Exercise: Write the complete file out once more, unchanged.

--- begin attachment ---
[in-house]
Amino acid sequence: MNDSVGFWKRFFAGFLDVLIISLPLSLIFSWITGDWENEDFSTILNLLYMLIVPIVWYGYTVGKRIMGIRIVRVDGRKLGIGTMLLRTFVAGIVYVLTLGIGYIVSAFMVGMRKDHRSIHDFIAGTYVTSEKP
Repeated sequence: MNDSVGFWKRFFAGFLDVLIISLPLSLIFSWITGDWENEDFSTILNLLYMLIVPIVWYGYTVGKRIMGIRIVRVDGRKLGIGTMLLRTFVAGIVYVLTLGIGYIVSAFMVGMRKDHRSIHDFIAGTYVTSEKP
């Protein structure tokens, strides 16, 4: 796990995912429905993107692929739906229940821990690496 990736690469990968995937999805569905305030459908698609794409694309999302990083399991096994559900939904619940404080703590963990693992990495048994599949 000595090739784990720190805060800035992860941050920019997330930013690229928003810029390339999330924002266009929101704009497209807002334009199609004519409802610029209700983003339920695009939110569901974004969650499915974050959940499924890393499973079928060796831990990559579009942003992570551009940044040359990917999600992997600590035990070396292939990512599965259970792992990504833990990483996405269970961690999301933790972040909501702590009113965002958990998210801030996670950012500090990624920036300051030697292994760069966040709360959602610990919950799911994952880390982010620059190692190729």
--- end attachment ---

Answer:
[in-house]
Amino acid sequence: MNDSVGFWKRFFAGFLDVLIISLPLSLIFSWITGDWENEDFSTILNLLYMLIVPIVWYGYTVGKRIMGIRIVRVDGRKLGIGTMLLRTFVAGIVYVLTLGIGYIVSAFMVGMRKDHRSIHDFIAGTYVTSEKP
Repeated sequence: MNDSVGFWKRFFAGFLDVLIISLPLSLIFSWITGDWENEDFSTILNLLYMLIVPIVWYGYTVGKRIMGIRIVRVDGRKLGIGTMLLRTFVAGIVYVLTLGIGYIVSAFMVGMRKDHRSIHDFIAGTYVTSEKP
């Protein structure tokens, strides 16, 4: 796990995912429905993107692929739906229940821990690496 990736690469990968995937999805569905305030459908698609794409694309999302990083399991096994559900939904619940404080703590963990693992990495048994599949 000595090739784990720190805060800035992860941050920019997330930013690229928003810029390339999330924002266009929101704009497209807002334009199609004519409802610029209700983003339920695009939110569901974004969650499915974050959940499924890393499973079928060796831990990559579009942003992570551009940044040359990917999600992997600590035990070396292939990512599965259970792992990504833990990483996405269970961690999301933790972040909501702590009113965002958990998210801030996670950012500090990624920036300051030697292994760069966040709360959602610990919950799911994952880390982010620059190692190729």